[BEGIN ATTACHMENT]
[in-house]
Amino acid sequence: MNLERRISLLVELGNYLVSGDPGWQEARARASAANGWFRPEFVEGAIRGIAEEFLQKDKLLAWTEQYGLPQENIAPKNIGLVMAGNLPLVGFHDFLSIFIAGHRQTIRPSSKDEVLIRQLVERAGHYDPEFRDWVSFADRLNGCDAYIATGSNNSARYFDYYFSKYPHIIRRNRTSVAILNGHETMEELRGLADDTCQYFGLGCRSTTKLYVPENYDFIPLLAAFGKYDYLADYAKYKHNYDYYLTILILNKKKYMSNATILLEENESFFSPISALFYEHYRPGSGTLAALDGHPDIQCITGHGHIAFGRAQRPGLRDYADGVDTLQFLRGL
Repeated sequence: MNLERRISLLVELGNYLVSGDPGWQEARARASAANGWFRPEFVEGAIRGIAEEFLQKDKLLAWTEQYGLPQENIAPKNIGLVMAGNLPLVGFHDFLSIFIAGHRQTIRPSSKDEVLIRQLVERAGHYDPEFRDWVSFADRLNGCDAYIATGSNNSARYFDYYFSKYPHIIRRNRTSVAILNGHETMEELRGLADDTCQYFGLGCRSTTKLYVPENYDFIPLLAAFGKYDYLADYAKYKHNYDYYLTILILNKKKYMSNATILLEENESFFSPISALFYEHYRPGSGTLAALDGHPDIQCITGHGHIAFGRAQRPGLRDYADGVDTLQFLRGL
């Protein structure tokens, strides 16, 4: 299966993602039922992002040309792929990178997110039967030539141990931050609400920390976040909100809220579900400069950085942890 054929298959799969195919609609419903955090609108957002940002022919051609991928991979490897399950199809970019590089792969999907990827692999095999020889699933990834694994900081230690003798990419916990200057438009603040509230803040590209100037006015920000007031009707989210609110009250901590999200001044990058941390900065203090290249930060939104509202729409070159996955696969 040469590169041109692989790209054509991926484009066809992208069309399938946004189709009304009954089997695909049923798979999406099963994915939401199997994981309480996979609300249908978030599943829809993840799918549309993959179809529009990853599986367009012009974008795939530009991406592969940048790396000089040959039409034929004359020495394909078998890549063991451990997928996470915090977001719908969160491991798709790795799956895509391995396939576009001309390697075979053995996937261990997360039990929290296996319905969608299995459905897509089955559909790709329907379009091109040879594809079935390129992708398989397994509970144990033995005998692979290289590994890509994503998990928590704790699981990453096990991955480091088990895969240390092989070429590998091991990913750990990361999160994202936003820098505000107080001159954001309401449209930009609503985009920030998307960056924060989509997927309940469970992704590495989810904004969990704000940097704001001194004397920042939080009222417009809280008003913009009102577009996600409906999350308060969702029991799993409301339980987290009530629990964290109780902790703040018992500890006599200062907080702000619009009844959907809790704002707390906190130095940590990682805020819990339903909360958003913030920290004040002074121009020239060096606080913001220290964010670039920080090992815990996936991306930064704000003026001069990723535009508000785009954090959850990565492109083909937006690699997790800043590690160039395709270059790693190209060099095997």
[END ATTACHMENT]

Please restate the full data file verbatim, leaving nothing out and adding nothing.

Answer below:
[in-house]
Amino acid sequence: MNLERRISLLVELGNYLVSGDPGWQEARARASAANGWFRPEFVEGAIRGIAEEFLQKDKLLAWTEQYGLPQENIAPKNIGLVMAGNLPLVGFHDFLSIFIAGHRQTIRPSSKDEVLIRQLVERAGHYDPEFRDWVSFADRLNGCDAYIATGSNNSARYFDYYFSKYPHIIRRNRTSVAILNGHETMEELRGLADDTCQYFGLGCRSTTKLYVPENYDFIPLLAAFGKYDYLADYAKYKHNYDYYLTILILNKKKYMSNATILLEENESFFSPISALFYEHYRPGSGTLAALDGHPDIQCITGHGHIAFGRAQRPGLRDYADGVDTLQFLRGL
Repeated sequence: MNLERRISLLVELGNYLVSGDPGWQEARARASAANGWFRPEFVEGAIRGIAEEFLQKDKLLAWTEQYGLPQENIAPKNIGLVMAGNLPLVGFHDFLSIFIAGHRQTIRPSSKDEVLIRQLVERAGHYDPEFRDWVSFADRLNGCDAYIATGSNNSARYFDYYFSKYPHIIRRNRTSVAILNGHETMEELRGLADDTCQYFGLGCRSTTKLYVPENYDFIPLLAAFGKYDYLADYAKYKHNYDYYLTILILNKKKYMSNATILLEENESFFSPISALFYEHYRPGSGTLAALDGHPDIQCITGHGHIAFGRAQRPGLRDYADGVDTLQFLRGL
């Protein structure tokens, strides 16, 4: 299966993602039922992002040309792929990178997110039967030539141990931050609400920390976040909100809220579900400069950085942890 054929298959799969195919609609419903955090609108957002940002022919051609991928991979490897399950199809970019590089792969999907990827692999095999020889699933990834694994900081230690003798990419916990200057438009603040509230803040590209100037006015920000007031009707989210609110009250901590999200001044990058941390900065203090290249930060939104509202729409070159996955696969 040469590169041109692989790209054509991926484009066809992208069309399938946004189709009304009954089997695909049923798979999406099963994915939401199997994981309480996979609300249908978030599943829809993840799918549309993959179809529009990853599986367009012009974008795939530009991406592969940048790396000089040959039409034929004359020495394909078998890549063991451990997928996470915090977001719908969160491991798709790795799956895509391995396939576009001309390697075979053995996937261990997360039990929290296996319905969608299995459905897509089955559909790709329907379009091109040879594809079935390129992708398989397994509970144990033995005998692979290289590994890509994503998990928590704790699981990453096990991955480091088990895969240390092989070429590998091991990913750990990361999160994202936003820098505000107080001159954001309401449209930009609503985009920030998307960056924060989509997927309940469970992704590495989810904004969990704000940097704001001194004397920042939080009222417009809280008003913009009102577009996600409906999350308060969702029991799993409301339980987290009530629990964290109780902790703040018992500890006599200062907080702000619009009844959907809790704002707390906190130095940590990682805020819990339903909360958003913030920290004040002074121009020239060096606080913001220290964010670039920080090992815990996936991306930064704000003026001069990723535009508000785009954090959850990565492109083909937006690699997790800043590690160039395709270059790693190209060099095997």